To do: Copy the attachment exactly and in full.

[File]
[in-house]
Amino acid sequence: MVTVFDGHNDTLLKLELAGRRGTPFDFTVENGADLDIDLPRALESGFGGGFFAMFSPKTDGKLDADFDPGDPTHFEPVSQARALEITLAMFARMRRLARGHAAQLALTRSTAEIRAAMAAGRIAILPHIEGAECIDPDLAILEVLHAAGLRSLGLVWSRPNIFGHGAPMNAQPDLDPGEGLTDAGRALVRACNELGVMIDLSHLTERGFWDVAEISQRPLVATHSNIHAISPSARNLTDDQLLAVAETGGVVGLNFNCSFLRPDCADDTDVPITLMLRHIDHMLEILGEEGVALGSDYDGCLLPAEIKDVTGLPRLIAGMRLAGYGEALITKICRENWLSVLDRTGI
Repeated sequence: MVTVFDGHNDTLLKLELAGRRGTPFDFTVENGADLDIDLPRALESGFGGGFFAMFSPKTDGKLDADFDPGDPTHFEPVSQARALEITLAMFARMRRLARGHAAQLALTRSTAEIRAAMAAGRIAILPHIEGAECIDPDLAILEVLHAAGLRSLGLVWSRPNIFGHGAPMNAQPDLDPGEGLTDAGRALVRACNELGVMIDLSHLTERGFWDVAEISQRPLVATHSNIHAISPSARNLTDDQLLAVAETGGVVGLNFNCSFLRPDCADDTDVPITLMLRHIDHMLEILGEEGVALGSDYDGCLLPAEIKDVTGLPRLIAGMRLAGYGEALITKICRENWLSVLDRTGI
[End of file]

[in-house]
Amino acid sequence: MVTVFDGHNDTLLKLELAGRRGTPFDFTVENGADLDIDLPRALESGFGGGFFAMFSPKTDGKLDADFDPGDPTHFEPVSQARALEITLAMFARMRRLARGHAAQLALTRSTAEIRAAMAAGRIAILPHIEGAECIDPDLAILEVLHAAGLRSLGLVWSRPNIFGHGAPMNAQPDLDPGEGLTDAGRALVRACNELGVMIDLSHLTERGFWDVAEISQRPLVATHSNIHAISPSARNLTDDQLLAVAETGGVVGLNFNCSFLRPDCADDTDVPITLMLRHIDHMLEILGEEGVALGSDYDGCLLPAEIKDVTGLPRLIAGMRLAGYGEALITKICRENWLSVLDRTGI
Repeated sequence: MVTVFDGHNDTLLKLELAGRRGTPFDFTVENGADLDIDLPRALESGFGGGFFAMFSPKTDGKLDADFDPGDPTHFEPVSQARALEITLAMFARMRRLARGHAAQLALTRSTAEIRAAMAAGRIAILPHIEGAECIDPDLAILEVLHAAGLRSLGLVWSRPNIFGHGAPMNAQPDLDPGEGLTDAGRALVRACNELGVMIDLSHLTERGFWDVAEISQRPLVATHSNIHAISPSARNLTDDQLLAVAETGGVVGLNFNCSFLRPDCADDTDVPITLMLRHIDHMLEILGEEGVALGSDYDGCLLPAEIKDVTGLPRLIAGMRLAGYGEALITKICRENWLSVLDRTGI